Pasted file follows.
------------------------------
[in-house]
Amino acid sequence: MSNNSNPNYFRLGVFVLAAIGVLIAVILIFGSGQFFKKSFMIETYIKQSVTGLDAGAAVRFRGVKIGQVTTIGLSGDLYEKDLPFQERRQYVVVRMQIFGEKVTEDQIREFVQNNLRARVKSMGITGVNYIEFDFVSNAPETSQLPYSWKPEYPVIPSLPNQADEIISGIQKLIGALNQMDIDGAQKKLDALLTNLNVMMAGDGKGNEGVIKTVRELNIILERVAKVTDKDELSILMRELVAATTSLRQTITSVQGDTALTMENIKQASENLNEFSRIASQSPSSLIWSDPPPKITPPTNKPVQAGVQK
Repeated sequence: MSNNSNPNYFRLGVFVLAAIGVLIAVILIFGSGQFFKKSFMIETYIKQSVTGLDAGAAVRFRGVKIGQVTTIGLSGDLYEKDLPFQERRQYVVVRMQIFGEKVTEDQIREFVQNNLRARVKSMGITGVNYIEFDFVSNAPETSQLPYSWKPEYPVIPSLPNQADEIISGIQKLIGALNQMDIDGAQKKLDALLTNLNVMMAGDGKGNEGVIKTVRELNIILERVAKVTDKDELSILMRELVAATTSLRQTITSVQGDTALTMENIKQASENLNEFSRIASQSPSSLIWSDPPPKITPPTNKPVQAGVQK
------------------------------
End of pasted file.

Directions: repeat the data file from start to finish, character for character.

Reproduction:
[in-house]
Amino acid sequence: MSNNSNPNYFRLGVFVLAAIGVLIAVILIFGSGQFFKKSFMIETYIKQSVTGLDAGAAVRFRGVKIGQVTTIGLSGDLYEKDLPFQERRQYVVVRMQIFGEKVTEDQIREFVQNNLRARVKSMGITGVNYIEFDFVSNAPETSQLPYSWKPEYPVIPSLPNQADEIISGIQKLIGALNQMDIDGAQKKLDALLTNLNVMMAGDGKGNEGVIKTVRELNIILERVAKVTDKDELSILMRELVAATTSLRQTITSVQGDTALTMENIKQASENLNEFSRIASQSPSSLIWSDPPPKITPPTNKPVQAGVQK
Repeated sequence: MSNNSNPNYFRLGVFVLAAIGVLIAVILIFGSGQFFKKSFMIETYIKQSVTGLDAGAAVRFRGVKIGQVTTIGLSGDLYEKDLPFQERRQYVVVRMQIFGEKVTEDQIREFVQNNLRARVKSMGITGVNYIEFDFVSNAPETSQLPYSWKPEYPVIPSLPNQADEIISGIQKLIGALNQMDIDGAQKKLDALLTNLNVMMAGDGKGNEGVIKTVRELNIILERVAKVTDKDELSILMRELVAATTSLRQTITSVQGDTALTMENIKQASENLNEFSRIASQSPSSLIWSDPPPKITPPTNKPVQAGVQK